Papal Correspondence

Professor Amy Uelmen in America Magazine, November 30, 2009

Media Source

In the Market for Humanity

By Amy Uelmen

In recent decades a broad intermediate area has emerged between the two types of enterprise. It is made up of traditional companies which nonetheless subscribe to social aid agreements in support of underdeveloped countries, charitable foundations associated with individual companies, groups of companies oriented towards social welfare, and the diversified world of the so-called ‘civil economy’ and the ‘economy of communion’ (No. 46).

It is rare for a specific project to be given a favorable mention in a papal encyclical, but “Caritas in Veritate” seems to present an exception. When Pope Benedict XVI described the “broad intermediate area” between nonprofit and for-profit sectors with the buzz-phrase “economy of communion,” some connected the dots with the Focolare movement’s network of businesses in which profit serves as “a means for achieving human and social ends” (No. 46).

The Economy of Communion in Freedom project (edc-info.org) was launched in 1991, when Chiara Lubich, the founder of Focolare, visited the communities in Brazil. Focolare is a movement with origins in war-torn Trent, Italy, inspired by the example of the first Christians (Acts 2:44-45). Focolare communities practice a “communion of goods” aimed at meeting the basic needs of all of their participants. But as was evident from the shantytowns surrounding the large metropolis of São Paulo, Brazil, where Focolare people also lived, the needs were outweighing the shared resources.

As Ms. Lubich brainstormed with the community in light of the then-recent encyclical “Centesimus Annus,” an idea emerged: to form for-profit businesses that could generate additional jobs and voluntarily allot profits in three parts: 1) for direct aid to those in need, 2) for educational programs that foster what Lubich described as a “culture of giving” and 3) for the continued development of the business.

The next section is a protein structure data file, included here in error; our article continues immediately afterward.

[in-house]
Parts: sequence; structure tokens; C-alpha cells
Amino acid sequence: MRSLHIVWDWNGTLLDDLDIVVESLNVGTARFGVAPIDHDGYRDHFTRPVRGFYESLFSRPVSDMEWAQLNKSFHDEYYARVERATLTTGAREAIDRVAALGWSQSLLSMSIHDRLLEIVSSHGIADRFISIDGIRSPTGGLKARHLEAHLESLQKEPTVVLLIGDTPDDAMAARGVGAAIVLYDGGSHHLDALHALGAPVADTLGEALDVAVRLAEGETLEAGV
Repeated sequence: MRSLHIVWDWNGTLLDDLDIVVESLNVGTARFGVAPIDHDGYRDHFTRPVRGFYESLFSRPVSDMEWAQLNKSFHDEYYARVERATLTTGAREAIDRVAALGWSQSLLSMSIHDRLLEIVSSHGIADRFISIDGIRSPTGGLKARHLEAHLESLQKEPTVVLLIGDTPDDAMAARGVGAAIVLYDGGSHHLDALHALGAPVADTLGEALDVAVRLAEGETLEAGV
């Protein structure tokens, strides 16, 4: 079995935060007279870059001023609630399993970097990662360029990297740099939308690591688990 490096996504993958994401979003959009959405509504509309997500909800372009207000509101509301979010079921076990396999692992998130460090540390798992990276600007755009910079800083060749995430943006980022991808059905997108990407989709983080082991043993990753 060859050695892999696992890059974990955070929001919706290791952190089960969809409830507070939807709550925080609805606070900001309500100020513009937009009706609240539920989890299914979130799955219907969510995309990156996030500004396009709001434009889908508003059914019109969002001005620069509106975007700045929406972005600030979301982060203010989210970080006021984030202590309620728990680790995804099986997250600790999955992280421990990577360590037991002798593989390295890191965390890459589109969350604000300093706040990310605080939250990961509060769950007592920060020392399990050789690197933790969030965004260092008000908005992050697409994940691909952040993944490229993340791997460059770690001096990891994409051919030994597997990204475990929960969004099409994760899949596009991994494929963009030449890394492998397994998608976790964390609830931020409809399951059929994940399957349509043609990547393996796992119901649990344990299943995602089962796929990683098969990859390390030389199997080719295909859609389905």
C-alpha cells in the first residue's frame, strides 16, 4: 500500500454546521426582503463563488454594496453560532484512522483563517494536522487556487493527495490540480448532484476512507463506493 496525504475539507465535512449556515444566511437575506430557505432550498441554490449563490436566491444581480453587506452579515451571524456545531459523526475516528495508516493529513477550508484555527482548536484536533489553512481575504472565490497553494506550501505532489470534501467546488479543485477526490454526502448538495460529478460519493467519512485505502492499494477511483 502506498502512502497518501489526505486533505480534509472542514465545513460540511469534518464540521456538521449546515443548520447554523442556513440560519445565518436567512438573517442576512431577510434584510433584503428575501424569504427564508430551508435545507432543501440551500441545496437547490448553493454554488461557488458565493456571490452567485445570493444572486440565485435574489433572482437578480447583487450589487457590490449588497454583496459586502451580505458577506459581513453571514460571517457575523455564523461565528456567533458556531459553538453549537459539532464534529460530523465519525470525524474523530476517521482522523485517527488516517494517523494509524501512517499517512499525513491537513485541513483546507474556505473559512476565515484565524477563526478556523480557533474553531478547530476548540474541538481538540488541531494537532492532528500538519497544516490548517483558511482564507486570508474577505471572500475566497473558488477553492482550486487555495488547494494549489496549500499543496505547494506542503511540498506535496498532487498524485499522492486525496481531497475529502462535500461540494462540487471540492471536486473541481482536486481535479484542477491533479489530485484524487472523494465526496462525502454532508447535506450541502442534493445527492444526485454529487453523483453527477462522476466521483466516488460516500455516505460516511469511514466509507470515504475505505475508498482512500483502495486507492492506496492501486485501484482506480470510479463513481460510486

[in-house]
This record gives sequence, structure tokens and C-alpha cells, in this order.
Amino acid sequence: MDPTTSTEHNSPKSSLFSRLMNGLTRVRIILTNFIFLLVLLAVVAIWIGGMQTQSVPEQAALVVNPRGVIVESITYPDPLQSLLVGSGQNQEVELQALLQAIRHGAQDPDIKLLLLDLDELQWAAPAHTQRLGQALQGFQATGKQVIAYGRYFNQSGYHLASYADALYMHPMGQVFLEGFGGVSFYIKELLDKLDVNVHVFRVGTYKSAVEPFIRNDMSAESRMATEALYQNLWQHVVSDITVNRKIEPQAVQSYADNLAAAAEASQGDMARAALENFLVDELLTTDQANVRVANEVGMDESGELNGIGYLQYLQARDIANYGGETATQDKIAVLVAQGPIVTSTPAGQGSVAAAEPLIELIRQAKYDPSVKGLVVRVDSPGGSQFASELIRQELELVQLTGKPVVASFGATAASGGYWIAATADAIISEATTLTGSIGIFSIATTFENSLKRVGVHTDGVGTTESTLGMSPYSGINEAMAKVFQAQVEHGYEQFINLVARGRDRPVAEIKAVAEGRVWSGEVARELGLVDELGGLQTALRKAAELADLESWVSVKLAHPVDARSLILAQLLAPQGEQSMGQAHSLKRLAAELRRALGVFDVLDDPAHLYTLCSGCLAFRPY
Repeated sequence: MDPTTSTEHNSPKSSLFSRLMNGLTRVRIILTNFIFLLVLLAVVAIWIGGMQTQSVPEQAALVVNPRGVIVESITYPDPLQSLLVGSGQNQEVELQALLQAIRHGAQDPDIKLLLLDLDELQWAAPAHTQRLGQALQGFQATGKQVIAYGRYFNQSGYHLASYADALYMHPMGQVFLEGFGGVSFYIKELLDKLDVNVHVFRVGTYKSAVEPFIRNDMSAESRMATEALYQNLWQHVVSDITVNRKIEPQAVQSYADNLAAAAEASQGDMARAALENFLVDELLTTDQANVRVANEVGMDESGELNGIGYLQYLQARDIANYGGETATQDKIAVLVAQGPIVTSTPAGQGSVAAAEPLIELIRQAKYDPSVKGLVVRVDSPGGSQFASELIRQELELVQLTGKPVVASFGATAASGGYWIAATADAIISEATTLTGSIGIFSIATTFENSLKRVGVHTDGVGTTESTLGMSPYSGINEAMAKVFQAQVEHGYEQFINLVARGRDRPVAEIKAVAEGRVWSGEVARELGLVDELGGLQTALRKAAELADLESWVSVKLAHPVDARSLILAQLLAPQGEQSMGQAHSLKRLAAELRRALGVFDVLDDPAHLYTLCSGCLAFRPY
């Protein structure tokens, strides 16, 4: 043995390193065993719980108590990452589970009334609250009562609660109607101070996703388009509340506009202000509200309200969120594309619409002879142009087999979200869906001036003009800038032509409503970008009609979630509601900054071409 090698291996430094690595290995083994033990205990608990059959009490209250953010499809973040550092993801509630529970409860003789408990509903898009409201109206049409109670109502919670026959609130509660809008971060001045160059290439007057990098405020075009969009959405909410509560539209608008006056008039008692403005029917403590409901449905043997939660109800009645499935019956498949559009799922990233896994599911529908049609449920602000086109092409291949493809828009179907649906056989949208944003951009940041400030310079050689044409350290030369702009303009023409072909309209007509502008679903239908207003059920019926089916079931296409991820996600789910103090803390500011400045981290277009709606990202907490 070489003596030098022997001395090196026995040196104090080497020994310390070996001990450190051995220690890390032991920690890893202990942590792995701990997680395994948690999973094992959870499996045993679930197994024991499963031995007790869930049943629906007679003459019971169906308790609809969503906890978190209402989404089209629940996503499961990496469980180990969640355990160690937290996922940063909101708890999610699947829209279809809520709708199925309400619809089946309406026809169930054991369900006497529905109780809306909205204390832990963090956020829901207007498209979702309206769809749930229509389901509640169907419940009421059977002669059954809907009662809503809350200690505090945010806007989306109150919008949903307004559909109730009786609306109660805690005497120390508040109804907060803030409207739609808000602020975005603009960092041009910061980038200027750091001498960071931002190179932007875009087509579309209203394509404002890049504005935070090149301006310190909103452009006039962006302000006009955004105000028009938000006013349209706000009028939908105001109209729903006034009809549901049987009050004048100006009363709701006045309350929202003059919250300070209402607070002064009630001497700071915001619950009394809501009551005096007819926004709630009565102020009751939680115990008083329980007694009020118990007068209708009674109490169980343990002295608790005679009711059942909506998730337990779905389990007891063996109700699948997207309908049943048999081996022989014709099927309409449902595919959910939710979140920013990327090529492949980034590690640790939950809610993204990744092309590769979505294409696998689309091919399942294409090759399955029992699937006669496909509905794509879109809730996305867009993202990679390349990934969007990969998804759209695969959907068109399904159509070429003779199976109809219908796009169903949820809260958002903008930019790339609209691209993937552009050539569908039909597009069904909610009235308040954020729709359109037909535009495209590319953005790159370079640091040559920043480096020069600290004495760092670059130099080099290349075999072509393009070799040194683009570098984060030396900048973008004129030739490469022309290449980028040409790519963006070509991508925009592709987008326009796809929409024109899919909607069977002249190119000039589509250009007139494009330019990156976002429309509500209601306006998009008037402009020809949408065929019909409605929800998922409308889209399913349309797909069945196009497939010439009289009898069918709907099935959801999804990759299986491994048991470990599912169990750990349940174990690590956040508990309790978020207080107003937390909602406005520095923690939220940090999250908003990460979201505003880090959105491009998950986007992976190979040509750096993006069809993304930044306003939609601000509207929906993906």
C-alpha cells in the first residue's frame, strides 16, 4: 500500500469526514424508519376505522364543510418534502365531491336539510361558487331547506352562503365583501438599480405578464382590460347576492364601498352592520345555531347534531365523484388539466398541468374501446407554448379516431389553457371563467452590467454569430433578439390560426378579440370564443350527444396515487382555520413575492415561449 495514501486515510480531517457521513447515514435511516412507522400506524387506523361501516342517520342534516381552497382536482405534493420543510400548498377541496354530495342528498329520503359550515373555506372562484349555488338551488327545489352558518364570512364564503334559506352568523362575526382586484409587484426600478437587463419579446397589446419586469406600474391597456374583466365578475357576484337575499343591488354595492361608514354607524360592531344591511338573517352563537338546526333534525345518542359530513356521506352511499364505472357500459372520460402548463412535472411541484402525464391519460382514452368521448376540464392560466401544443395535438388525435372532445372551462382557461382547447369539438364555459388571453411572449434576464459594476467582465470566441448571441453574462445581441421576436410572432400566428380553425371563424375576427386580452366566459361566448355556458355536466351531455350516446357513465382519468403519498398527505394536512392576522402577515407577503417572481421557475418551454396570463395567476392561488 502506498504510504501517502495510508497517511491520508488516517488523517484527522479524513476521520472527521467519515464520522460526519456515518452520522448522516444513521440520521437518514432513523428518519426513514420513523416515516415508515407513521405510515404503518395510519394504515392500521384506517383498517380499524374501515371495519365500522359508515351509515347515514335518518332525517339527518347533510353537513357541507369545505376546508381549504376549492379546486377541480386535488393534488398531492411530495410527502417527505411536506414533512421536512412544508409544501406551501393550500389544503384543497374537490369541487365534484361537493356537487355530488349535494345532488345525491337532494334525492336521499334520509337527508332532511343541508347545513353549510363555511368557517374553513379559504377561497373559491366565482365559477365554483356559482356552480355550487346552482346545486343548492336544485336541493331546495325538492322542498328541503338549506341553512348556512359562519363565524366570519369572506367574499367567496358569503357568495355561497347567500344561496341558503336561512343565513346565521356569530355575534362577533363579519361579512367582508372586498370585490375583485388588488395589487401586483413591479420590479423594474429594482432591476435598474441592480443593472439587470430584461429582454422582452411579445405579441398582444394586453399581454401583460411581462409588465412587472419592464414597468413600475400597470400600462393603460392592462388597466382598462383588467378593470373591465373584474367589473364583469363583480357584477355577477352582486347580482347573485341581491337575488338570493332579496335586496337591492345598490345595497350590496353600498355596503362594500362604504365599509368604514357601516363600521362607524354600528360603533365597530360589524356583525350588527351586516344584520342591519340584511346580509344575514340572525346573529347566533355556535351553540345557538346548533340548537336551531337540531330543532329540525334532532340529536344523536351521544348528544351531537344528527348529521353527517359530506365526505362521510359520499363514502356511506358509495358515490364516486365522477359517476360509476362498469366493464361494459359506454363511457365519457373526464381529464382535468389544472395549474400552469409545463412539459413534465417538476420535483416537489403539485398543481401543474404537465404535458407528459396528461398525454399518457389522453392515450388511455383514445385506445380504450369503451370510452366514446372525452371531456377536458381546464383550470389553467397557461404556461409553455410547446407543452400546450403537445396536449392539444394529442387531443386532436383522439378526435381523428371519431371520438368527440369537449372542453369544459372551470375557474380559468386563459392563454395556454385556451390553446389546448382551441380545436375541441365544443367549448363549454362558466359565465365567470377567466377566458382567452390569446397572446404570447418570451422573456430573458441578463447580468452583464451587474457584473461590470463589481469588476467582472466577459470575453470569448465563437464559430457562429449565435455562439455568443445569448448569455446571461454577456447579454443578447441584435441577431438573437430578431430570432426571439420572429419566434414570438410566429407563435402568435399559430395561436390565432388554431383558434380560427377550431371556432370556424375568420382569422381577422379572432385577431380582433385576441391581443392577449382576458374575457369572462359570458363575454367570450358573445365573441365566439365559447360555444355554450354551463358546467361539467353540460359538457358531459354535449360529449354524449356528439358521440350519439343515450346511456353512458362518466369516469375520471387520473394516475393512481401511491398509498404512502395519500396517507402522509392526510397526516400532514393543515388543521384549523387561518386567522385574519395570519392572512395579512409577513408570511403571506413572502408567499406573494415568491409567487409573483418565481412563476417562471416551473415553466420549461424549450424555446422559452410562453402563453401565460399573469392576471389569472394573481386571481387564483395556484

The response was immediate. The materially poor of the community were among the first to sell their chickens and other livestock in order to purchase shares in the initial businesses. The initiative now embraces more than 750 businesses throughout the globe, in various sectors of production and service, mostly small and medium-sized, but some with more than 100 employees. All are committed to fostering a “person-centered” life of communion in both the internal operations and external impact of the business.

Inspired by the prayer of Jesus for unity, “that they may be one even as we are one” (Jn 17:22), the Economy of Communion project gains particular strength from being embedded in a thick international network that is deeply committed to the larger cultural project of building, as Pope Benedict puts it in “Caritas in Veritate,” “the one community of the human family” (No. 54). Within this vision, openness to the needs of others is experienced not as a call to arduous sacrifice, but as an opportunity to welcome the “astonishing experience of gift” (No. 34).

As the pope explains, the life of the Trinity—“even as we are one”—can serve as a model for social relationships in which “true openness does not mean loss of individual identity but profound interpenetration” (No. 54). As Chiara Lubich described the dynamic, “I am myself not when I close myself off from the other, but rather when I give myself, when out of love I lose myself in the other.”

Within this vision, distribution of direct aid to those with material needs involves not merely assessing concrete concerns and priorities, but also helping to create a dynamic that fosters a true sense of reciprocal love and the full participation of “free subjects in favor of an assumption of shared responsibility” (No. 17).

For all who participate in the project, the primary protagonist is neither the generous business owners nor those who courageously work to improve their living conditions, but God’s loving intervention in their lives. A “culture of giving” is also expressed in how the participants renounce the help they receive as soon as they are able. As soon as he secured a job, a young man from the Dominican Republic wrote: “Now I do not need the help anymore, and I am happy that someone else will be able to experience as I have the concrete love of this family.”

The Economy of Communion project extends a broader and more profound invitation to delve into all the ways in which we are “made for gift” (No. 34) in our personal, social and economic life.

Amy Uelmen is the director of the Fordham Law School Institute on Religion, Law & Lawyer’s Work and a member of the Focolare movement.